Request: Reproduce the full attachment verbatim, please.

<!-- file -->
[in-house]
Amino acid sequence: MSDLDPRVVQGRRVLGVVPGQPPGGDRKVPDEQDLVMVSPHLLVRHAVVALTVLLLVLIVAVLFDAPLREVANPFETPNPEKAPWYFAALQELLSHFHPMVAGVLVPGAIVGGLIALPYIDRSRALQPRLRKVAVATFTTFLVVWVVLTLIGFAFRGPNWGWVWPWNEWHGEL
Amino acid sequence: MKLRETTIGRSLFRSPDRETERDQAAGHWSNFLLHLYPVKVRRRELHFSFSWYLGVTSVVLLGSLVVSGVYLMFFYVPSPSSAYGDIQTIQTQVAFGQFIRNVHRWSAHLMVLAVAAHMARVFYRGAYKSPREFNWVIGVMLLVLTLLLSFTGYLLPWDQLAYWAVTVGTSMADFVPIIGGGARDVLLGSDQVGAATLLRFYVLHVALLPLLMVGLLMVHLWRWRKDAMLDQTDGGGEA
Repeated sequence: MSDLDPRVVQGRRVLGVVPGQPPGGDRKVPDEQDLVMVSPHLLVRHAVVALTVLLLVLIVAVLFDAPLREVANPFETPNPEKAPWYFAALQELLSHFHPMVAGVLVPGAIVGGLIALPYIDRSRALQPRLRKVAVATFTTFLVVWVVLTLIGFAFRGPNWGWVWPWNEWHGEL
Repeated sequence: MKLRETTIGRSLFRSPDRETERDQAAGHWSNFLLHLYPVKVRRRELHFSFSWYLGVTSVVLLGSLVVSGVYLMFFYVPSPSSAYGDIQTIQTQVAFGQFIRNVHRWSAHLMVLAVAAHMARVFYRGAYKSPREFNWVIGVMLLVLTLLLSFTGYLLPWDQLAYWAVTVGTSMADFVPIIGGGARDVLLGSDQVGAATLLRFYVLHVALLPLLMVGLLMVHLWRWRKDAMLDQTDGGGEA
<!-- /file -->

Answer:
[in-house]
Amino acid sequence: MSDLDPRVVQGRRVLGVVPGQPPGGDRKVPDEQDLVMVSPHLLVRHAVVALTVLLLVLIVAVLFDAPLREVANPFETPNPEKAPWYFAALQELLSHFHPMVAGVLVPGAIVGGLIALPYIDRSRALQPRLRKVAVATFTTFLVVWVVLTLIGFAFRGPNWGWVWPWNEWHGEL
Amino acid sequence: MKLRETTIGRSLFRSPDRETERDQAAGHWSNFLLHLYPVKVRRRELHFSFSWYLGVTSVVLLGSLVVSGVYLMFFYVPSPSSAYGDIQTIQTQVAFGQFIRNVHRWSAHLMVLAVAAHMARVFYRGAYKSPREFNWVIGVMLLVLTLLLSFTGYLLPWDQLAYWAVTVGTSMADFVPIIGGGARDVLLGSDQVGAATLLRFYVLHVALLPLLMVGLLMVHLWRWRKDAMLDQTDGGGEA
Repeated sequence: MSDLDPRVVQGRRVLGVVPGQPPGGDRKVPDEQDLVMVSPHLLVRHAVVALTVLLLVLIVAVLFDAPLREVANPFETPNPEKAPWYFAALQELLSHFHPMVAGVLVPGAIVGGLIALPYIDRSRALQPRLRKVAVATFTTFLVVWVVLTLIGFAFRGPNWGWVWPWNEWHGEL
Repeated sequence: MKLRETTIGRSLFRSPDRETERDQAAGHWSNFLLHLYPVKVRRRELHFSFSWYLGVTSVVLLGSLVVSGVYLMFFYVPSPSSAYGDIQTIQTQVAFGQFIRNVHRWSAHLMVLAVAAHMARVFYRGAYKSPREFNWVIGVMLLVLTLLLSFTGYLLPWDQLAYWAVTVGTSMADFVPIIGGGARDVLLGSDQVGAATLLRFYVLHVALLPLLMVGLLMVHLWRWRKDAMLDQTDGGGEA